I have 2003 Windstar. Very similar problems, abs light and e-brake light come on randomly. I took it to the dealership and they had 3 codes come up. I don't know the numbers, but it says power relay fault, inlet and outlet valve circuit fault. Possible bad ads modual and hcu. They quoted $2500 to fix this. My question. Does my van still work safely or do I have to have this fixed? Thanks
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Sunday, March 18th, 2012 AT 5:22 PM
Tiny
SCUBACAT
  • MEMBER
When the lights come on, that basically means that the ABS isn't working at that time. That does not affect your regular braking ability. Only if you were to lose traction, you may or may not have the ABS to help you at that moment. (It's basically like driving a car that has no ABS to begin with.)

The dealer is completely lying; it is JUST the ABS module (EBCM). If the HCU were failing, you would have a serious safety issue. I have yet to hear of one ever failing, though. The other "issues" are simply a result of their inability to apply common sense to computer-based diagnostics.

If you're not comfortable doing what I did, you can either ignore the lights, remove the bulbs, or if you definitely want to fix your ABS, *repair* the EBCM. (If you replace it, the new unit will have the same defect and will eventually fail again.) Pull the two ABS fuses and either remove it yourself or pay a mechanic to remove it for you without disconnecting the HCU (tricky but can be done). Then, ship it off to a rebuild service for repair. A popular one is modulemaster but they're kind of expensive. There are several individuals who will repair the flaw much cheaper; check ebay -- that's where I'd go for this. You'll send it off to them, they'll repair it, and send it right back to you. Then, simply reinstall the repaired unit and the fuses back into your van and the codes/lights will disappear and your ABS will be working again.
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Monday, March 19th, 2012 AT 12:00 AM
Tiny
BIGREZ
  • MEMBER
Its been a while since I visited this site and was hoping against all hope that a recall would be issued to fix my issue.

2003 windstar lx california use only

We had the ABS and brake light issue, as well as speedometer issues. No other issues that I know of. We kept up all regular maintenance and the van was is great mechanical condition otherwise.

Last weekend, my wife swerved to avoid someone changing lanes into her space. She lost control on slightly wet road at 55mph. The car flipped, clipped a tree, and smashed on its side into a light pole.

What concerns me is that the AIRBAGS DID NOT DEPLOY even though the front end struck something. The rear axle tore from the van and I have to wonder if that's related to the other axle issues.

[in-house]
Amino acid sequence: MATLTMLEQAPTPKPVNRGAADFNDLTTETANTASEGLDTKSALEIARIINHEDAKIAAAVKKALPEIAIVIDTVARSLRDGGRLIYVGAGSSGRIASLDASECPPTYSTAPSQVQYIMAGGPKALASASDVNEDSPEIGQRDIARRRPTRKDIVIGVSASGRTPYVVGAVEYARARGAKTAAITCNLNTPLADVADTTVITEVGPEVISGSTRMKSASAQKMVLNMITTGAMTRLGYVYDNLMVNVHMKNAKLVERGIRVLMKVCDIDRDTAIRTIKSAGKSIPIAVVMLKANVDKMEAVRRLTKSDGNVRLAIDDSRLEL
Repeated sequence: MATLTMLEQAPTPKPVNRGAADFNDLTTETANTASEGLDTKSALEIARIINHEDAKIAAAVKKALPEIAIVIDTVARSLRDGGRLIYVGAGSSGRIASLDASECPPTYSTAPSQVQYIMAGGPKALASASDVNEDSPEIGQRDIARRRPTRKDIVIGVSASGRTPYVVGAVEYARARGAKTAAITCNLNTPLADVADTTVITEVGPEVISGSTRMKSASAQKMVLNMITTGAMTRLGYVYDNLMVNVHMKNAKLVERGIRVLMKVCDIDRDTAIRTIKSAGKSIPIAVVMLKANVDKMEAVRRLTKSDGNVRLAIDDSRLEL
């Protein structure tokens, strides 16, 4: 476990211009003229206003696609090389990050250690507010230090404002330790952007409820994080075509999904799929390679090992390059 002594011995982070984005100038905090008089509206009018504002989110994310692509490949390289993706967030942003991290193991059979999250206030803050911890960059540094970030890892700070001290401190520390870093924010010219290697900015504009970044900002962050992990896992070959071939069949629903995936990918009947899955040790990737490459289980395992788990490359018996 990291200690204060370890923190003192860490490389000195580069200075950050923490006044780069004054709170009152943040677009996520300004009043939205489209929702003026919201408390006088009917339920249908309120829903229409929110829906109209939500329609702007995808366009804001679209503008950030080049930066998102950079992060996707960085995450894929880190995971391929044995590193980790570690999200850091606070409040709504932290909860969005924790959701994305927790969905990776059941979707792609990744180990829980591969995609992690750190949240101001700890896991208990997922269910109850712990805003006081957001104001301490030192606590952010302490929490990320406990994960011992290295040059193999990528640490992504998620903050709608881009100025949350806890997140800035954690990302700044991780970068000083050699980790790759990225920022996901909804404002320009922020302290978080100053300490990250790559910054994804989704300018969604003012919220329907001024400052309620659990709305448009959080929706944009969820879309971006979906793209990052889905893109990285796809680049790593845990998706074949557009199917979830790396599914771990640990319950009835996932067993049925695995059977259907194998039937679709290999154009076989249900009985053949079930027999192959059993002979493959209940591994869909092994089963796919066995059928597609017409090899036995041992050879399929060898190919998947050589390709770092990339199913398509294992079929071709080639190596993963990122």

Could they be related? Could the airbag failure be due to the abs/brake light issue?

Thanks,

Mike
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Tuesday, December 11th, 2012 AT 7:23 AM
Tiny
LNIK888
  • MEMBER
Hey, Ive been having windstar for couple years since my parents gave it to me after I got married. I fixed everything in it since then and the only thing that kept bothering be is the abs light, that comes on occasionaly, just randomly. (Only abs light, red brake light never came on along with it) After a reading a lot of posts and forums on the topic I now decided to go ahead a take apart the main abs module. Its a hard thing. I almost broke off on the brake lines as it got stock to the nut connection the goes to the main unit, I decided to part off just the ecu itself, its been a hassle as well, the old screws broke off, only two ive able to screw out with wise grips. Ok, it took me couple hours to open the ecu (with my wife's help, she was holding the unit and heating on the torch the blade :)) after which I found out that the ecu was not damaged inside due to high heat. The solderings looked all good. I found out that when taking the unit apart I accidentally broke off one of the coils in the unit, + two of the coils got ruslty. SO I decided to go ahead and buy a new unit off ebay. The guy accepted my offer of 300 bucks, which I think is not the works price for a new oem unit. SO, now im waiting for it, when I install the new one and give it a test drive for a while I will write off and let you guys know whether it solved the problem or not. Sorry for my limited english, as im an immigrant :) I think we all are, its just the matter of the time lived in the states. :) Thanks, Nik.
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Friday, May 9th, 2014 AT 10:19 PM